Report: Thousands of tapped Dutch conversations in the hands of Australian tech company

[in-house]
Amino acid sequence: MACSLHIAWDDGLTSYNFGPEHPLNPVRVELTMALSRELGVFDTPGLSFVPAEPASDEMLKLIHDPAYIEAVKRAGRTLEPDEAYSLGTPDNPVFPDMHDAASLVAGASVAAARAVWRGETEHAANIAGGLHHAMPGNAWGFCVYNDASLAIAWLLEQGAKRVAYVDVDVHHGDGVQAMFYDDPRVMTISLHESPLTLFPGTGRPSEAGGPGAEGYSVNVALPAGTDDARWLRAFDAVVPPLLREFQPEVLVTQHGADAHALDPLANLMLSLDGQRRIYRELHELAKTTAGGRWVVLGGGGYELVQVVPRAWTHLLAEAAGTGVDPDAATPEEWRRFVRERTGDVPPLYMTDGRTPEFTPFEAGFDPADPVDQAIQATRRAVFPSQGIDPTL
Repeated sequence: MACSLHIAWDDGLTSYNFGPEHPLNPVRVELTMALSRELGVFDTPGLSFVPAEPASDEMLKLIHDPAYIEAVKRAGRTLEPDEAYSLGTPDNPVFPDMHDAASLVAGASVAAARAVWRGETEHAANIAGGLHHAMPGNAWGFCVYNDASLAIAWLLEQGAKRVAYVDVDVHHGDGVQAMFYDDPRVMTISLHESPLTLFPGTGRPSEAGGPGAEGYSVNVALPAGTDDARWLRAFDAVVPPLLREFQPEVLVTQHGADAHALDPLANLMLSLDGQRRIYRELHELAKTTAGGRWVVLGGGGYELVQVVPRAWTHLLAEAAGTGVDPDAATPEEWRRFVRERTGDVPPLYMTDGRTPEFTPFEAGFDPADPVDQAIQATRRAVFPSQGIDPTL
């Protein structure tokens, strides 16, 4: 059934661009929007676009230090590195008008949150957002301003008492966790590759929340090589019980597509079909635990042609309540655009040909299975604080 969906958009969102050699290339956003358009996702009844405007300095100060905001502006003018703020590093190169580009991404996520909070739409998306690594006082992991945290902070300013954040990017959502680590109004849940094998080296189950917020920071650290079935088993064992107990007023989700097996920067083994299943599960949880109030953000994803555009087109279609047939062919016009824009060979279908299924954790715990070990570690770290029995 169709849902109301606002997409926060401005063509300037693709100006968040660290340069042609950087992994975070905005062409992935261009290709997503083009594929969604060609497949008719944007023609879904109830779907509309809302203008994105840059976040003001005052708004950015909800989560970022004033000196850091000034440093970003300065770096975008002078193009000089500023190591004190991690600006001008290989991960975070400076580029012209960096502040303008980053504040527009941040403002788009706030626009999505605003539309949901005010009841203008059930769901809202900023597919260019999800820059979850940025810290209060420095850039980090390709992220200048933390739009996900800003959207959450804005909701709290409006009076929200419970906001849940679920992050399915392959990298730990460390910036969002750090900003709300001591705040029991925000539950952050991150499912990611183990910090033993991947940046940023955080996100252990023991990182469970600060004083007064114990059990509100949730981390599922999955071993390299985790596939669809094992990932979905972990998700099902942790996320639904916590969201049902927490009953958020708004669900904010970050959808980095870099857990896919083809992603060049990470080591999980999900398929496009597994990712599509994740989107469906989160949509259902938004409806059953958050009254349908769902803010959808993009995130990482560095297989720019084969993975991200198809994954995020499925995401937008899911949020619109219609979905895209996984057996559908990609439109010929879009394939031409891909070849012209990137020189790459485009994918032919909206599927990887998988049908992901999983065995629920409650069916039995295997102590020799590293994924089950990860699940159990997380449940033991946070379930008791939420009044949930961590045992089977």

An Australian tech company called Appen is in possession of the private telephone conversations of thousands of Dutch, according to the Volkskrant. Telephone experts think the most likely scenario is that the conversations were tapped by British intelligence agency GCHQ. Appen is a company working on software that converts speech to text, something the GCHQ is interested in, according to the newspaper. The Dutch conversations come from 2010 and 2011. The unauthorized use of private communications was accidentally discovered by a Dutch Appen employee, who told her story to the Volkskrant. She was hired to transcribe brief audio clips, all of them short conversations between Dutch. In one of them she recognized her ex-boyfriend leaving a voice message for his new girlfriend. She told him about it and he said he never consented to share his communications. The former employee listened to thousands of Dutch audio clips. And several dozen other people were also working on the project. Telecom Expert Rene Pluijmers of the National Forensic Investigation Office, thinks the most likely scenario as that the conversations were recorded by a security service. "The British service GCHQ intercepted dozens of fiber optic cables that also come from the Netherlands and since 1981 have experience with speech recognition. They have an interest in automated identification of data and calls. They gave Appen the tapped calls in order to improve the software that can do this."